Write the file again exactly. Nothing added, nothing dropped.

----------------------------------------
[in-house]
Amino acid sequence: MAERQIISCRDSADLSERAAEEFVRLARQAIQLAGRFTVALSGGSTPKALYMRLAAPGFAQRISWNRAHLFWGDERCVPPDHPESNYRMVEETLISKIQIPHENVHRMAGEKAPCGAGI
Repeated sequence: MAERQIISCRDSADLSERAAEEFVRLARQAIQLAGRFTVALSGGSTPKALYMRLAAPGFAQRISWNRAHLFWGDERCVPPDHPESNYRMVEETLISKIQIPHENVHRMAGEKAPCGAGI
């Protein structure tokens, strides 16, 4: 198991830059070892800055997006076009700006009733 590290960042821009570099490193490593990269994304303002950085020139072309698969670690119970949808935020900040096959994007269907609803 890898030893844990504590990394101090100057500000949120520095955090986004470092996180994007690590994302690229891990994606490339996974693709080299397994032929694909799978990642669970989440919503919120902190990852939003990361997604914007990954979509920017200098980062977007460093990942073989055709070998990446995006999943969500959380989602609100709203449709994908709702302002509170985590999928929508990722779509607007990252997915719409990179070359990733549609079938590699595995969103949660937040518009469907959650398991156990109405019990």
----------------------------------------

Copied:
[in-house]
Amino acid sequence: MAERQIISCRDSADLSERAAEEFVRLARQAIQLAGRFTVALSGGSTPKALYMRLAAPGFAQRISWNRAHLFWGDERCVPPDHPESNYRMVEETLISKIQIPHENVHRMAGEKAPCGAGI
Repeated sequence: MAERQIISCRDSADLSERAAEEFVRLARQAIQLAGRFTVALSGGSTPKALYMRLAAPGFAQRISWNRAHLFWGDERCVPPDHPESNYRMVEETLISKIQIPHENVHRMAGEKAPCGAGI
């Protein structure tokens, strides 16, 4: 198991830059070892800055997006076009700006009733 590290960042821009570099490193490593990269994304303002950085020139072309698969670690119970949808935020900040096959994007269907609803 890898030893844990504590990394101090100057500000949120520095955090986004470092996180994007690590994302690229891990994606490339996974693709080299397994032929694909799978990642669970989440919503919120902190990852939003990361997604914007990954979509920017200098980062977007460093990942073989055709070998990446995006999943969500959380989602609100709203449709994908709702302002509170985590999928929508990722779509607007990252997915719409990179070359990733549609079938590699595995969103949660937040518009469907959650398991156990109405019990």